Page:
Chapter 93A, § 2, prohibits "unfair or deceptive acts or practices in the conduct of any trade or commerce." The Attorney General may investigate business practices he believes may be unfair or deceptive, and may bring an action in the name of the Commonwealth against any person he believes is using such practices. Dodd v. Commercial Union Ins. Co., 372 Mass. at 75-76. Chapter 93A *51 itself does not explicitly furnish a definition of what constitutes an unfair act or practice made unlawful by § 2 (a). We have held in York v. Sullivan, 369 Mass. 157, 162 (1975), that a practice is "deceptive" if it could reasonably be found to have caused a person to act differently from the way he otherwise would have acted. We have also recognized, as c. 93A, § 2 (b), directs us to, Federal court interpretations of the Federal Trade Commission Act. See Commonwealth v. DeCotis, 366 Mass. 234, 242 (1974), quoting Judge Learned Hand's view that the duty of the Federal Trade Commission "in part at any rate, is to discover and make explicit those unexpressed standards of fair dealing which the conscience of the community may progressively develop." FTC v. Standard Educ. Soc'y, 86 F.2d 692, 696 (2d Cir.1936), rev'd in part, 302 U.S. 112 (1937).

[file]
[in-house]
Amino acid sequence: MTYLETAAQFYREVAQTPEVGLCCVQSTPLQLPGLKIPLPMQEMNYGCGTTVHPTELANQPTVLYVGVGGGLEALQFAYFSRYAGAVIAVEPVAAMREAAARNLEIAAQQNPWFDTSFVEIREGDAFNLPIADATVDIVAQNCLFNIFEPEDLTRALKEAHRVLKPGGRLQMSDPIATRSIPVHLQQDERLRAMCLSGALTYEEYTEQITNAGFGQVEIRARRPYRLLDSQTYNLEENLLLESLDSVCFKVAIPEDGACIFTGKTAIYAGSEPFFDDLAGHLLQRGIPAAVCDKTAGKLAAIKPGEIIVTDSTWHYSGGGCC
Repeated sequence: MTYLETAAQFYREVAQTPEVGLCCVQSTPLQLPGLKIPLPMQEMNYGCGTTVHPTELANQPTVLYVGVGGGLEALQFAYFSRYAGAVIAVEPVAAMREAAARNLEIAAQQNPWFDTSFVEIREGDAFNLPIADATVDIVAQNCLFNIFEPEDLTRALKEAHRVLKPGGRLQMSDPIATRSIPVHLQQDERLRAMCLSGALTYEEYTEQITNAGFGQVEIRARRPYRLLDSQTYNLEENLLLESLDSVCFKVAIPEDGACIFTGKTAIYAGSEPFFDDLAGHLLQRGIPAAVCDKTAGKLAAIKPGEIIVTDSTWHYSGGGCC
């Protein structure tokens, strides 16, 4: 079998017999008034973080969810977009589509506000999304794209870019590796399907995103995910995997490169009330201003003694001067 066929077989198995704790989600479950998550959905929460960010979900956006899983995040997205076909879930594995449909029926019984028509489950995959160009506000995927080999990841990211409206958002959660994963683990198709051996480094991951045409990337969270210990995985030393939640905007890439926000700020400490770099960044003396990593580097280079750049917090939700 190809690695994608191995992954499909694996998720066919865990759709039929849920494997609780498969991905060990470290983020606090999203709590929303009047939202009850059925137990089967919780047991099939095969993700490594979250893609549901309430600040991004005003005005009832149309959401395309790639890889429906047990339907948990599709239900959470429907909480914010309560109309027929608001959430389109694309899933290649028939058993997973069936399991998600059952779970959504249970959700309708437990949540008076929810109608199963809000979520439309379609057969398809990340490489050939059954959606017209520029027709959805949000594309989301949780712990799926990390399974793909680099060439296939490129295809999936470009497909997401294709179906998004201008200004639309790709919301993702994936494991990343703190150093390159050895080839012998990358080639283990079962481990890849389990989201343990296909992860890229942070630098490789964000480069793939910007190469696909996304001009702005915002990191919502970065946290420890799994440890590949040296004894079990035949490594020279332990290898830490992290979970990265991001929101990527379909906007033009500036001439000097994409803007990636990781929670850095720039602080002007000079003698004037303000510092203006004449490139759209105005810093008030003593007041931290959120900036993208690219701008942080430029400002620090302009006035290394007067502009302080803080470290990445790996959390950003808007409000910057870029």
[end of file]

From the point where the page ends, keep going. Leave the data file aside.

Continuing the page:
Through c. 93A the Legislature has attempted to regulate business activities toward the end of providing proper disclosure of information and a more equitable balance in the relationship of consumers to persons conducting business activities. DeCotis, supra at 238. The Attorney General's complaints are aimed precisely at furthering these ends. The companies assert, since they were required by G.L.c. 164, § 94, to collect charges according to rates authorized by the department, that their conduct cannot be deemed unfair or deceptive. The argument is *52 circular at best. The companies clearly were not required by law to engage in fraudulent accounting practices. That the department was deceived by the companies' misrepresentations, and promulgated a mandatory rate in reliance thereon, can hardly serve to legitimize the allegedly fraudulent activities. Cf. Schubach v. Household Fin. Corp., 375 Mass. 133, 137-138 (1978).